By 2000 demand for magazines continued to fall, with Match of the Day magazine, as a monthly publication finishing in 2001. By now Match was strongly outselling Shoot!, whilst Four Four Two remained as the main monthly football magazine. Although football became more popular in England – seen especially at Manchester United with the huge expansion of Old Trafford, the way people read about and discussed football was changing. This was largely down to the huge growth of the internet, along with Sky TV and also the newspapers too. Football players, led by David Beckham were also now being seen so much more as celebrities, not just sports stars. This was seen in gossip magazines and publications like Hello! and OK too. Football also occupied more of the front and centre pages of the newspapers, especially the tabloid newspapers, where lots of stories about footballers’ private lives were written.  As a child, this was something I saw far less. The only real stories I really remember reading as a child would be for things like footballers caught for drink driving – Paul McGrath, Bryan Robson, Tony Adams and Jan Molby for example. Very different to how things are today.

In 2007 Shoot! reverted to a monthly publication and then the following year it ceased to be as a magazine. It has since been revived as an online magazine though. Although I had long since stopped buying it, when I heard about it’s demise I did feel a bit sad about that, as it had been a part of my childhood as a football supporter. Match of the Day magazine did re-appear again as a weekly magazine, seeing itself as the rival weekly publication to Match. This is still the situation 3 years later, as both are seen on newstands across the country. Occasionally I’ll have a look at these in the shops, especially if there is something to do with Manchester United on the cover of them. What stands out now is the lack of actual reading material – it would probably take me less than 10 minutes to read either publication. Both magazines are strongly focused on a much younger market now, which accounts for the reduction in reading material. For football news now, the majority of football fans refer to Sky Sports News and the internet with news breaking as soon as it happens now, rather than printed material.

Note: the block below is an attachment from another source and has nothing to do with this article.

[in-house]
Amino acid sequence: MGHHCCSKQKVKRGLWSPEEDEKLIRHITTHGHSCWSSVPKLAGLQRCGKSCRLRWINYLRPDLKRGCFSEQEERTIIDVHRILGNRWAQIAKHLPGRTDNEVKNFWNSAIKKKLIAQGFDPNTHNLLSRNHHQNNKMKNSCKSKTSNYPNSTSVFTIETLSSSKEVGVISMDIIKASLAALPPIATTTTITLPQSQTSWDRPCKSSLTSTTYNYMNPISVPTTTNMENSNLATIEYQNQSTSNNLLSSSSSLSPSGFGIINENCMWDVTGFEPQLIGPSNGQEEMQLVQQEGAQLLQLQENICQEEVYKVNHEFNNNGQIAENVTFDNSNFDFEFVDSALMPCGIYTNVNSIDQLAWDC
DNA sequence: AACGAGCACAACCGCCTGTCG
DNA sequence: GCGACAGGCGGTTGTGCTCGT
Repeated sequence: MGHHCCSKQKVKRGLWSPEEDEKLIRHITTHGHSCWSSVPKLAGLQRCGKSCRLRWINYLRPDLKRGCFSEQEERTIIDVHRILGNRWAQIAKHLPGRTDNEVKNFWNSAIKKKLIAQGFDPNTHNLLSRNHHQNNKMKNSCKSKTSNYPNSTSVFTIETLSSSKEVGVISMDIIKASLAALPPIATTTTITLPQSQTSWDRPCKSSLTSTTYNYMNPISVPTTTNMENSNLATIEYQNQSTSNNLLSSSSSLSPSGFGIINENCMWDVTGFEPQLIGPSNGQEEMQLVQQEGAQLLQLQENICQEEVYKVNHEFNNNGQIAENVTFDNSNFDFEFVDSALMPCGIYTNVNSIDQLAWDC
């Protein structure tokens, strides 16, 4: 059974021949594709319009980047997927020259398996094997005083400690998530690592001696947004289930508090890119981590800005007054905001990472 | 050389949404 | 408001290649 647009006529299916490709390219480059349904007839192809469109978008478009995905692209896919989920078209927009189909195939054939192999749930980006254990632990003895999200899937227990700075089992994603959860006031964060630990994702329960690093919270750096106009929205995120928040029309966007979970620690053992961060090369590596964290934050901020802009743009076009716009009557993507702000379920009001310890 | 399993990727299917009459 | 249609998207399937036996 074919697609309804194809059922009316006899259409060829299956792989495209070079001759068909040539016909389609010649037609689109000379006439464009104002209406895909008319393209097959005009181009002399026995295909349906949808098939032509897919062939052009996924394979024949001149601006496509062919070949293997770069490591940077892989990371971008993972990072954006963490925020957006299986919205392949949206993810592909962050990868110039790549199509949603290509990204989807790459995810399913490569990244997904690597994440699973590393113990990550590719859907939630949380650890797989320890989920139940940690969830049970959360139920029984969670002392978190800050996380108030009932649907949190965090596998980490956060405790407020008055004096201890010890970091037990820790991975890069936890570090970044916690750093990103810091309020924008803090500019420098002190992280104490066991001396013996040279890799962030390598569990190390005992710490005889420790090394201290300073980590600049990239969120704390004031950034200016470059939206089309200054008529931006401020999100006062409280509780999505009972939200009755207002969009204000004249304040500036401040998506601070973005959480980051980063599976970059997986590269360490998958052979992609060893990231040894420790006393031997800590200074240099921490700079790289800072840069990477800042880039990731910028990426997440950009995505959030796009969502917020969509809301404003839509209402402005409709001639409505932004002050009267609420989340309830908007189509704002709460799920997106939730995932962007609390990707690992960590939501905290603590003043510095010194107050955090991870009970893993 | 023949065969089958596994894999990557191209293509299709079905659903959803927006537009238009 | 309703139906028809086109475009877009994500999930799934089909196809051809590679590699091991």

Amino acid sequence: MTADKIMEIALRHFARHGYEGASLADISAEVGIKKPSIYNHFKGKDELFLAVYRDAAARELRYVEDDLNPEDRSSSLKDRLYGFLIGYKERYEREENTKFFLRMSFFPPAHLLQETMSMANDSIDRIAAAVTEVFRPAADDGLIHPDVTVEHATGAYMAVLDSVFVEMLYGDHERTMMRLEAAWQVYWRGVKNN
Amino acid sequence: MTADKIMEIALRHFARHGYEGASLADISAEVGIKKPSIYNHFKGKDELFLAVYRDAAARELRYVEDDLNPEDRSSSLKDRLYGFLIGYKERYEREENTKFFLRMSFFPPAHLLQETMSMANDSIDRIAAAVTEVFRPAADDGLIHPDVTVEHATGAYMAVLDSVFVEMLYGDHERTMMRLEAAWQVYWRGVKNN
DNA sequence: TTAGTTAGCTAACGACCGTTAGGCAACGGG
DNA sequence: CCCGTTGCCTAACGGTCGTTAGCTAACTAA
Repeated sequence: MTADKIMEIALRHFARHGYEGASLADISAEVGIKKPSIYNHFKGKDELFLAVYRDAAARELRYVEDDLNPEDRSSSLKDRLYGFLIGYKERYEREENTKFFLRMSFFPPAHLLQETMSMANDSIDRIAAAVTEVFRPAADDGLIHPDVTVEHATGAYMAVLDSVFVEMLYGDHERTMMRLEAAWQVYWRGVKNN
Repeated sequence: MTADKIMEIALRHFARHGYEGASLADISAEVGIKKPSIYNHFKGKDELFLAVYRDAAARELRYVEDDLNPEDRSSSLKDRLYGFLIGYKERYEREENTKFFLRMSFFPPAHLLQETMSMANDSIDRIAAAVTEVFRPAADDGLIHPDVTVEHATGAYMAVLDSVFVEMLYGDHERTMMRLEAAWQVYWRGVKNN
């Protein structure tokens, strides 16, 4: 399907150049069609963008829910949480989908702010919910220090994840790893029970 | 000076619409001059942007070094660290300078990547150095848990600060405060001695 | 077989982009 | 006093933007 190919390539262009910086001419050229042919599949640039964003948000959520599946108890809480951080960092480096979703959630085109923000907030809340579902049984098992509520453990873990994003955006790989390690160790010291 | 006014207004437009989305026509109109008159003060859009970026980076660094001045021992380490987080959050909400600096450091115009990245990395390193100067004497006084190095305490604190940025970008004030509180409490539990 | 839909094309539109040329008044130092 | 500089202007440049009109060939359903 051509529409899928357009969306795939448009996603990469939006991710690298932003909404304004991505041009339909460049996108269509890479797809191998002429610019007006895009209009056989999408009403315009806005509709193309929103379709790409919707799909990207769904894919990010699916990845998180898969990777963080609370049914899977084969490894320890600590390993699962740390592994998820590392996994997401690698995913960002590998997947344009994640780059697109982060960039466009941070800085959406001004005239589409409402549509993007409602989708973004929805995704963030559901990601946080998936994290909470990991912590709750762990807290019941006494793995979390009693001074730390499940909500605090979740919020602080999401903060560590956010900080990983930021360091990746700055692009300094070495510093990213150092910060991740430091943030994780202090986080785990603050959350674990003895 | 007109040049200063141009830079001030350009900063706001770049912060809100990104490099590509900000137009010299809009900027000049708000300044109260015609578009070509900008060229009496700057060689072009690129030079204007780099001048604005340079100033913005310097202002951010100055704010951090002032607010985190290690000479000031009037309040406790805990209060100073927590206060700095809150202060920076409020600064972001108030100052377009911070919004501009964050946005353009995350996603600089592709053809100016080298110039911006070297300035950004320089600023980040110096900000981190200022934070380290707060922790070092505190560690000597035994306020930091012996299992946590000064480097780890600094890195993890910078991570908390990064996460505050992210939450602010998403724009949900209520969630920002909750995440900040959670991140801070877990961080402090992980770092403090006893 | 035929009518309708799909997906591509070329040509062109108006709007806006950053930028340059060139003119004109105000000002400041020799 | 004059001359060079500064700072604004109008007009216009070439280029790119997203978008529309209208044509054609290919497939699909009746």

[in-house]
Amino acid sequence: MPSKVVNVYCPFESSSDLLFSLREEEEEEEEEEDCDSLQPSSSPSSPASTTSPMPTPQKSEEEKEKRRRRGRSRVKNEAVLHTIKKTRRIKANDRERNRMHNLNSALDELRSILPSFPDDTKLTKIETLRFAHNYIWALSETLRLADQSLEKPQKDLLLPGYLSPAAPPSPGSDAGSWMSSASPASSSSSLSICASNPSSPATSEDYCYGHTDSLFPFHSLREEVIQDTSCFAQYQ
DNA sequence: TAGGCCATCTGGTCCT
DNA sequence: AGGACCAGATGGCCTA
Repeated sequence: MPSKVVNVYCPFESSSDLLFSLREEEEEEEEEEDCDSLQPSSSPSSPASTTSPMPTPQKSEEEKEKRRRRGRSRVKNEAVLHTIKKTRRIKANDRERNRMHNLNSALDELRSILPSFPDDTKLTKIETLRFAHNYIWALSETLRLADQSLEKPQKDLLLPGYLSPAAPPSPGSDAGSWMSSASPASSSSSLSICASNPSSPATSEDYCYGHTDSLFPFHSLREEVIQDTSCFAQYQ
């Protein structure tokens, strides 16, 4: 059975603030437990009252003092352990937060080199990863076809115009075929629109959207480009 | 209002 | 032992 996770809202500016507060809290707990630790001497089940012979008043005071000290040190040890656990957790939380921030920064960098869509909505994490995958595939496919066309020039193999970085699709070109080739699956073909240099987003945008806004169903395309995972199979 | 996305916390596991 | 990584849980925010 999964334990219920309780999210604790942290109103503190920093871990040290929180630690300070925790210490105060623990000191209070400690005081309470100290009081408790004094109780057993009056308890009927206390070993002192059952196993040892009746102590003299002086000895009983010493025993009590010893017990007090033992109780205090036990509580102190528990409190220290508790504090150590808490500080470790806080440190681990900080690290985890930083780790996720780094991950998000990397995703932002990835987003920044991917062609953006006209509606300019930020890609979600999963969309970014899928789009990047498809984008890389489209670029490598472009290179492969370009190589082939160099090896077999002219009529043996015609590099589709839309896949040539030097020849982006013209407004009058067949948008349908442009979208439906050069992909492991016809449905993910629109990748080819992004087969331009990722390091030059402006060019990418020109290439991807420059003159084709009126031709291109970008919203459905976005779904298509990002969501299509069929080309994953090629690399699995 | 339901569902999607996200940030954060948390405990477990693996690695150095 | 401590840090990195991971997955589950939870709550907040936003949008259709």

Reading football magazines when I was a child gave me great enjoyment and helped provide me with a greater knowledge and understanding of the game of football. For that, I’ll always be grateful to those publications.

About Steve Ferguson 886 Articles
Steve Ferguson had taken over & re-branded The Faithful MUFC website back in the summer of 2014 and is now the owner and editor of the site. Steve, from Ashton-Under-Lyne in Greater Manchester, is a 35-year-old life long Manchester United fan, travelling over the globe to see the Reds play. Steve has been lucky enough to be at both the 1999 and 2008 Champions League finals, seeing Manchester United lift the biggest trophy in the World, none more exciting than that faithful night in Barcelona in 99. The website is a blog, but also hopes to deliver the latest Manchester United news from around the internet too, linked up with our growing twitter account which is @TheFaithfulMUFC, give it a follow as we will follow you back as soon as we can.


  1. I could have written this myself, pretty much, with the addition of being in Iceland, I had even less news of English football from local news. Starte buying Shoot! in ’82 and have copies of more or less every title mentioned.
    Oh, and I’d give World Soccer a mention too.
    Great article.

  2. Good memories for me too. Living in South Africa, Match & Shoot magazines were our direct link to English football and I still collect the hard cover Annuals of most of the old titles (Charles Buchan, Goal, Kenneth Wolstenholme!)
    I publish the supporters magazine for Kaizer Chiefs in South Africa – we have 1.5 million readers a month! But internet penetration is still small in South Africa, so print can still survive!
    Good post.